Actually the poem sort of poured out of my morning meditation – the book, The Unknown Ansel Adams,(1982) came later. Adamswas not a painting artist, but a meticulous photographer who changed how we view the world – particularly, the wilderness and canyons of our National Parks. There are many books on Ansel Adams, including camera technique books -but this slim softcover features some of his lesser-known, ( I believe) highly spiritual works.
Harry Potter Commemorative stamps – from 2007, Mint
I’ve not read
but I really
since I just
you might say
or, I suppose -
Boy, did you
And I did.
what I asked
(which, by the way,
is always too
& hammer hammer
(in the virtual world)
if you look
Or, you can
sell for too
not be impert,
if you said -
Harry Potter Commemorative stamps not meant to be sent
As a book collector/dealer/writer, I sell my books and writing on different sites. I’ve sold books & ephemera high at some pricey auctions and also at eBay and other stores on the internet. But, on eBay, some times, I often over-estimate what the buyer will bid and under-estimate the price I am asking. This time, the Potter stamps worked out pretty well for both me and my buyer. But that’s not always the case!
Babar is a French children’s character, who first appeared in 1931. He was the lead character in a story book written by Jean du Brunhoff. Over the years, Babar, like the children who read about him, married and became a father. That didn’t slow him down. Babar’s books are popular world-wide, especially in Japan. Over the past 83 years, the Babar books have done a lot to brighten children’s lives and also, hopefully, to help save the Elephants so charmingly illustrated. My copy,shown above, is Babar and Father Christmas, translated from the French (hardcover, a later vintage printing from Random House).
A Voice in the Night and Other Stories by Frederick Hall is from 1911. This is one of those books I bought just for its cover. Many beautiful book covers were crafted during the Art Nouveau era -circa 1900-1915 – often designed with flowing patterns and titled in gilt. I have no idea what the stories are like, but I have a clue, since it was published by The Sunday School Times.
Luke Skywalker, Chewbacca, See-Threepio & Artoo-Detoo
Star Wars, 1977, shook us all up movie-wise. It was a seminal moment in light sci-fi film & special affects history – perhaps most of all for George Lucas. Above is a Twentieth Century Fox 1977 softcover book promotion for the film. It lists cast & crew, adds some behind-the-scenes photos and just the barest synopsis. Nice collectible! There’s a lot of buzz already about the 2015 version. We’ll see just how far it moves us this time.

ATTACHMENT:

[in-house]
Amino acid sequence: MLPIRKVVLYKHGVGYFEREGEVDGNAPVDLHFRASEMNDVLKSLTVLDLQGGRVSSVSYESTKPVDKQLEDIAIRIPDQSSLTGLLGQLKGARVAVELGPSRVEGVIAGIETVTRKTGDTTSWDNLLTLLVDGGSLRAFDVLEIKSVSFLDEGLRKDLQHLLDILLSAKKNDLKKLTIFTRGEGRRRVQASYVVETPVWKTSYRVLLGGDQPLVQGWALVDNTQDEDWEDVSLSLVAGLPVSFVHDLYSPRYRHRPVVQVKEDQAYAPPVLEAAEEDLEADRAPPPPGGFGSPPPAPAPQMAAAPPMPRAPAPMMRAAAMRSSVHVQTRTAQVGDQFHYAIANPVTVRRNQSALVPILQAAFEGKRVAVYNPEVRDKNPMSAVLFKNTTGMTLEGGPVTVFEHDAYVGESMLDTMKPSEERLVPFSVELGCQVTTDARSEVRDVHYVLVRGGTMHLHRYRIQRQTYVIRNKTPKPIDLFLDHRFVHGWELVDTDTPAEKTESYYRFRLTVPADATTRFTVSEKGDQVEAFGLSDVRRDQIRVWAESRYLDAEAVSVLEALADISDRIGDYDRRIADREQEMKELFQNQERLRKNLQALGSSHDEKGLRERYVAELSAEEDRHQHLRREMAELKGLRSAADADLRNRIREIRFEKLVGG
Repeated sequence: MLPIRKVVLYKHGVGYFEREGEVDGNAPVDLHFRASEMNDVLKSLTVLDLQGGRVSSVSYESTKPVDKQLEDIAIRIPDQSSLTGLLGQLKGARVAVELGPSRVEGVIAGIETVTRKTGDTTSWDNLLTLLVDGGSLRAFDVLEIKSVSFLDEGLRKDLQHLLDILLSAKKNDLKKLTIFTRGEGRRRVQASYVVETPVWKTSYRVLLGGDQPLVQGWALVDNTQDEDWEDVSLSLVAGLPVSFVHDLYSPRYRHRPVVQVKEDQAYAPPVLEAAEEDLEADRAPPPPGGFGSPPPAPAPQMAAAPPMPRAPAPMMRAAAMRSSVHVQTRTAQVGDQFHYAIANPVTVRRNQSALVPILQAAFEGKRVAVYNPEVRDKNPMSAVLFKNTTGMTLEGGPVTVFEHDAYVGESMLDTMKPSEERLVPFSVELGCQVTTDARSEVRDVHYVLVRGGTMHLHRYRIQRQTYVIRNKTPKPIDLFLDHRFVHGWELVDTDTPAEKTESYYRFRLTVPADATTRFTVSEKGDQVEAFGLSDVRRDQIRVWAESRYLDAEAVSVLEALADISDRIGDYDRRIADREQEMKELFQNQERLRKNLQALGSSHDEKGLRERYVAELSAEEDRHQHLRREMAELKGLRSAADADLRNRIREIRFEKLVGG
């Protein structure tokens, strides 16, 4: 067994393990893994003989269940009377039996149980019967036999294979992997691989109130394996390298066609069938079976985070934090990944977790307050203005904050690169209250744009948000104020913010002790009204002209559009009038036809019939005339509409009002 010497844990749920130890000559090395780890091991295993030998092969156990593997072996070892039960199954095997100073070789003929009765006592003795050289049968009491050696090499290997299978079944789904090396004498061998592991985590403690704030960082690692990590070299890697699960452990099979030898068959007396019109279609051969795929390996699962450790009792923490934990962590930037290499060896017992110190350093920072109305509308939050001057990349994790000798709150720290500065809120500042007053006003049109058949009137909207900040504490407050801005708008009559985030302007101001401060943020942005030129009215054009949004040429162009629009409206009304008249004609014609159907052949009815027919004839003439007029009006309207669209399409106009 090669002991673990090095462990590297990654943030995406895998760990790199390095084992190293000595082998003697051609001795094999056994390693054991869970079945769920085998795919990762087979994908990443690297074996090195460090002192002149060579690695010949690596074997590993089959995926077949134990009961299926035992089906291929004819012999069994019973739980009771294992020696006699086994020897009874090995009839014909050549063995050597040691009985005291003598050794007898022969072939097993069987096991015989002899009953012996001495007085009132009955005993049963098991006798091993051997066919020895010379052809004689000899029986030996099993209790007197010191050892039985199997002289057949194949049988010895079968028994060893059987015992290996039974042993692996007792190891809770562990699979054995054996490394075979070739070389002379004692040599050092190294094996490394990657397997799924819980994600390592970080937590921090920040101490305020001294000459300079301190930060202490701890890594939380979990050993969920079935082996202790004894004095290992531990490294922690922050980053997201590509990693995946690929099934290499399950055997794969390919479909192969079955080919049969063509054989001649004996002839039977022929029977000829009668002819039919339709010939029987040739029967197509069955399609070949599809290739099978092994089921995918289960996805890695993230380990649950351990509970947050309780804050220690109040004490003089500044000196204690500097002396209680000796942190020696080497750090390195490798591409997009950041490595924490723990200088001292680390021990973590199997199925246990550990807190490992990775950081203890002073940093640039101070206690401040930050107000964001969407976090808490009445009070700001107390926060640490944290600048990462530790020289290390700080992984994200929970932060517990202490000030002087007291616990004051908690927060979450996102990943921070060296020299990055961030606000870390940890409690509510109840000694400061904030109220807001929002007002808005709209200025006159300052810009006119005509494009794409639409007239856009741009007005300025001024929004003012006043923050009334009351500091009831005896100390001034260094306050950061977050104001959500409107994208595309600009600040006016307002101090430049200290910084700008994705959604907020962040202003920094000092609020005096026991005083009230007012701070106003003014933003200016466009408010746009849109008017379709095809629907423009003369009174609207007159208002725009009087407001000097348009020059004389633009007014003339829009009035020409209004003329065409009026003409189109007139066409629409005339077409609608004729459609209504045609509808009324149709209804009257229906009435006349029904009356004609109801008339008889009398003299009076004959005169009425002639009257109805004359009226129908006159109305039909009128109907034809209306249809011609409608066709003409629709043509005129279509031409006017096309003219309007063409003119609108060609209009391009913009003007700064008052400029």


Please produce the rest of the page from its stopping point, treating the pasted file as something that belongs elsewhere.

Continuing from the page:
Reading this copy of Fortune, you’d think The Great Depression was a Grimm’s Fairy Tale – there is very little evidence of the Wolf at the Door in this January, 1934 issue. People were crusing you know, or trading stocks, or enjoying Modern art in Fortune’s world. Only Carl Sandburg was brave enough to suggest (subtly) that greed trumped people in need. He didn’t come right out & say it, but he titled his long poem, in this issue, “Moonlight and Maggots.” Yeah.
For a brief time, I was a psychic astrologer. I invented the title – but it worked out pretty good. I taught myself how to interpret the Zodiac Signs (without all the maths) by consulting numerous vintage books on the subject. The Compleat Astrologer was one of them, but the copy I had was a softcover, falling apart; not a beauty like this hardcover, “compleat” in its own slip case. This is a first edition from 1971, by Derek & Julia Parker. Published by McGraw Hill. Very “Hair”, if you know what I mean.
Kodachrome portrait for Harper’s Bazaar by the great Louise Dahl-Wolfe
short little Haiku homage to my love for vintage cameras. I found this July, 1940 issue of PhotoTechnique at the estate-sale of an uber-collector of cameras, photo magazines, books & ephemera. I bought his vintage Bolex 8m movie camera, complete in an English leather case. I won’t use it. I’ll just look at it. Beauty in a box. There was no evidence of digital cameras or photography at this sale, but there were a lot of Kodak cameras (and Rollei, Leica, Zeiss, Minolta, Nikon, Polaroid)etc.
The 1938 version of Uncle Tom’s Cabin from Heritage Press.
This is the 1938 Heritage Press publication of Uncle Tom’s Cabin. Illustrated by the amazing Mexican artist, Miguel Covarrubias, this 294-page hardcover (in slipcase) pays homage to the great classic, anti-slavery writing of Harriet Beecher Stowe. The alternate name of her book is “Life Among the Lowly” – and it was serialized, with both titles, in 1951. It appeared then in an abolitionist newspaper, ending in April 1952. Nine years later, the Civil War erupted. This gorgeous hardcover book, above, is almost as gorgeous as the story it contains – both book & story still relevant, don’t you think?
These are the days when interested people (mainly dystopians) discover (or re-discover) Philip Wylie’s Generation of Vipers. Published in 1942, during the War, Wylie unleashed his vitriol on almost every topic you can think of (at least circa 1940s), including women who wore too much makeup, men who profited from making war, and even dear-old Mom (the term “momism” refers to Wylie’s writings). His book caused so much back-lash and ranting from its readers, Wylie’s life became miserable. He said later, he wished he’d never written the book. Here it is, in first edition – war-time issue – from Farrar & Rhinehart, a First edition (war-time)